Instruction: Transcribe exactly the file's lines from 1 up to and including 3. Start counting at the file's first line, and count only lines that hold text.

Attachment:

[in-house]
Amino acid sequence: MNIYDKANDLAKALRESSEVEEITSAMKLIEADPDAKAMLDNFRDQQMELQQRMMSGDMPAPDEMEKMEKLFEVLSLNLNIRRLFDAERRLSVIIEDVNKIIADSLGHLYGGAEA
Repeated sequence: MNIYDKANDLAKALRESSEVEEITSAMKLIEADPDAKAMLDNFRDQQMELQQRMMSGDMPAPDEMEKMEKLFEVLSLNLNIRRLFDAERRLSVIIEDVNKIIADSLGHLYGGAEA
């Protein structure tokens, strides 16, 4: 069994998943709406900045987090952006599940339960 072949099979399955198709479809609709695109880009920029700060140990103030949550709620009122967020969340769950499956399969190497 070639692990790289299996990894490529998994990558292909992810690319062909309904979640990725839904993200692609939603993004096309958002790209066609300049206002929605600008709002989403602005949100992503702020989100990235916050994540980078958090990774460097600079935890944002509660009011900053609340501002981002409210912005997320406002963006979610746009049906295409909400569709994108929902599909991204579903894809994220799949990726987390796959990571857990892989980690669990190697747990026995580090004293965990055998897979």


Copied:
[in-house]
Amino acid sequence: MNIYDKANDLAKALRESSEVEEITSAMKLIEADPDAKAMLDNFRDQQMELQQRMMSGDMPAPDEMEKMEKLFEVLSLNLNIRRLFDAERRLSVIIEDVNKIIADSLGHLYGGAEA
Repeated sequence: MNIYDKANDLAKALRESSEVEEITSAMKLIEADPDAKAMLDNFRDQQMELQQRMMSGDMPAPDEMEKMEKLFEVLSLNLNIRRLFDAERRLSVIIEDVNKIIADSLGHLYGGAEA